Saturday, May 14, 2016

Been a while .. for a couple of things.

I knew it had been a while, I did not realize it had been nearly two and a half years. (Tap, tap, tap) Is this thing on?

Long story short, I never resumed the Humira and I rejected every suggestion Dr. Z made for another biologic for a long time. I grew weary of the weekly methotrexate shots and decided to try pills again all the time instead of just every so often. Choking those down made me want to sleep through Wednesdays altogether just to avoid it. (I didn't do that - sleep through an entire day - because I have way too many responsibilities. Since my last post, my daughter was hospitalized for DKA, I help a little at the dance studio where my daughter attends, my grandmother moved here and relied on me for everything until she passed away last month, and my other daughter is a high school senior this year. That's why it's been so long since I sat down to blog.) So, last fall, I caught a little cold and stopped methotrexate. Spoiler Alert: I never restarted it. I would visit the doctor and tell her I was worried about restarting it because I knew there were germs being spread in the house, between people I was around a lot. She'd look down her nose at me and tell me to get back on it. I wasn't missing it, not one bit.

Let me backtrack just a little. One day, I was calling Medtronic to inquire about my daughter's pump supply order, and I got to chatting with the representative about shots. She has RA, too. She hated methotrexate, too. She had a nasty immune/infection response to Humira, too. She even had the same food triggers as me. She told me about Symponi Aria, an every other month infusion. It is a step off Remicade, which is similar to the clinical trial drug I did all those years ago. It was working really well for her. And she got off methotrexate. SOLD! I talked to the doctor about it (I was still taking methotrexate at that point), and she sent me home with paperwork about it, the office had Big Pharma send me the financial aid stuff (because, you know, even people with insurance can't afford any of this crap ... except methotrexate). I didn't read any of it (see above about life and being busy), I just went with it as soon as I felt well enough to do it. By the time I had my first infusion, I'd been off methotrexate nearly six months, but my doctor wasn't fully aware of that until my second infusion. (For the record, I DID tell the nurse doing the first infusion. When I did confess to Dr. Z, she just shook her head and said, "I know why you hate it. Everybody does. Just stay off it.") I've now had 3. For the most part, it's working okay.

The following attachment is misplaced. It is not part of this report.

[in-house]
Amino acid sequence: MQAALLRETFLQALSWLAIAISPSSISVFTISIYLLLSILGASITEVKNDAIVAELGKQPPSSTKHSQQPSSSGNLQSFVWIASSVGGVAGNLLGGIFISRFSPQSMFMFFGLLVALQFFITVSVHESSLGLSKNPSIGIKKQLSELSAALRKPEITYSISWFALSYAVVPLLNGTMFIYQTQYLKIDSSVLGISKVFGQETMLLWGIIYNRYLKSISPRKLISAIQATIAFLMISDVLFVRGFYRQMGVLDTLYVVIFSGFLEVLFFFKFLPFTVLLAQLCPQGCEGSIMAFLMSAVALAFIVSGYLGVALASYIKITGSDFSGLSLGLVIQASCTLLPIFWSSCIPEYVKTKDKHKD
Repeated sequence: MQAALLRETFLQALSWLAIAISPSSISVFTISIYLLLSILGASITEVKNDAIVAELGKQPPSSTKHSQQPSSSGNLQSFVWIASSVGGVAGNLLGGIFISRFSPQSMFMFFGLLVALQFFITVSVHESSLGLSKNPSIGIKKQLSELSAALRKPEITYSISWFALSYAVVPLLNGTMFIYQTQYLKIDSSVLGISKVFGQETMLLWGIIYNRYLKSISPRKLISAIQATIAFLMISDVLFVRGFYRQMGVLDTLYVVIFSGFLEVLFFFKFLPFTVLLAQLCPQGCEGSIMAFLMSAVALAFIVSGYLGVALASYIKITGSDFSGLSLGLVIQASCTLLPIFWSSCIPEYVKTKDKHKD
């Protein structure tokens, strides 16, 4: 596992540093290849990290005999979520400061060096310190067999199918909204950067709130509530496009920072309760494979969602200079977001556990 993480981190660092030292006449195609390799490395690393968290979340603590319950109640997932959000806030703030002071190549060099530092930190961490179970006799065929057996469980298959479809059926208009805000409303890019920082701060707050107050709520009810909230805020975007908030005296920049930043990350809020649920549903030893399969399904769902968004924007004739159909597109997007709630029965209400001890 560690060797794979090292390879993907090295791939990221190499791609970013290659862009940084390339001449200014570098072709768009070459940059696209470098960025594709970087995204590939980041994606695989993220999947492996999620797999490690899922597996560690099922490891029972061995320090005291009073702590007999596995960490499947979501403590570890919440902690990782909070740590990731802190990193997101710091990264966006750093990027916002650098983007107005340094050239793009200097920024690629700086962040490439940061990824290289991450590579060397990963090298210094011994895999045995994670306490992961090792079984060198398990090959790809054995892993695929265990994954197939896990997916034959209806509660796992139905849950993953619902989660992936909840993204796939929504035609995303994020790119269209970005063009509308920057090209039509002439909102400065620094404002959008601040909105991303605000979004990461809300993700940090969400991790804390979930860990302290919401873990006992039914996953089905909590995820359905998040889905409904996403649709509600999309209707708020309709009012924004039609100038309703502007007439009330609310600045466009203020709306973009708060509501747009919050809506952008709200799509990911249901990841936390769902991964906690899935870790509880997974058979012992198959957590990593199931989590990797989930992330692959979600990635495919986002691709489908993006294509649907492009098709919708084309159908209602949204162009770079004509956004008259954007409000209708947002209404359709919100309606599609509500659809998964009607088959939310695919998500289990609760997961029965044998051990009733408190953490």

One weird thing, though. When I took Humira, I developed a very uncomfortable swelling on my underwear line, like down there, you know. Pretty sure it was a lymph node. Hurt like a son-of-a-bitch. When I talked to Dr. Z, it pissed me off that she dismissed it as "probably just an infected hair from shaving". It kept getting bigger with every Humira shot (which was every two weeks). It went away when I stopped taking Humira. Not a coincidence. Not an infected hair. A few days after my first Symponi infusion, I panicked a little because THE SAME SPOT began to swell and be tender. I coated it religiously in healing salve and it was almost healed when I got the second (booster) infusion four weeks later. Then it got bigger again. More healing salve. It was a good long time (about 6/7 weeks) before this most recent one, and it is nearly gone, not quite. I'll (try to) report back on that (in case I actually have any readers).

This stuff seems to work pretty well for me, especially immediately after the infusion. I sleep like a rock that first night (and I am always in need of good sleep). The pain in my hands is never fully gone, but it was like a damned miracle for what had become constant shoulder pain. Morning stiffness in the weeks right before my third infusion has been a bit more lingering than it was in the past. But, that's par for the course, right? I mean, I have rheumatism, for fuck's sake. I feel like, partly because I have had such major things happening in my life and have stayed insanely busy (and thus, exhausted), I can't accurately judge the relief of this med just yet. So, I'm going to give it a go for a while, take the gawd-awful laundry list of risks that go with it. Suck it up. And if I were the praying type, I'd be praying like hell that I never, ever, ever have to try methotrexate again. Man, I hate that shit.

Thursday, January 9, 2014

I hate MTX.

I have been doing acupuncture therapy for allergy elimination for the better part of a year now. (If you are interested in that, Google "NAET" or "Nambudripad's Allergy Elimination Therapy".) The emotional and physical changes from that have been very noticeable. I am the third of four in my family who has successfully used this therapy (each for different reasons). My latest bloodwork shows that the inflammation level in my body is the lowest it has been in 5 years. So, I asked my doctor about the possibility of getting off Methotrexate - which is what I REALLY want to happen. She told me she did not recommend that because if I get off of it and then go into a flare and try to start it again, it may not be effective. She has never said this before. She KNEW I have wanted to stop that medicine from the get-go. Anybody have any experience with stopping and restarting it? I'd love to see some commentary on that.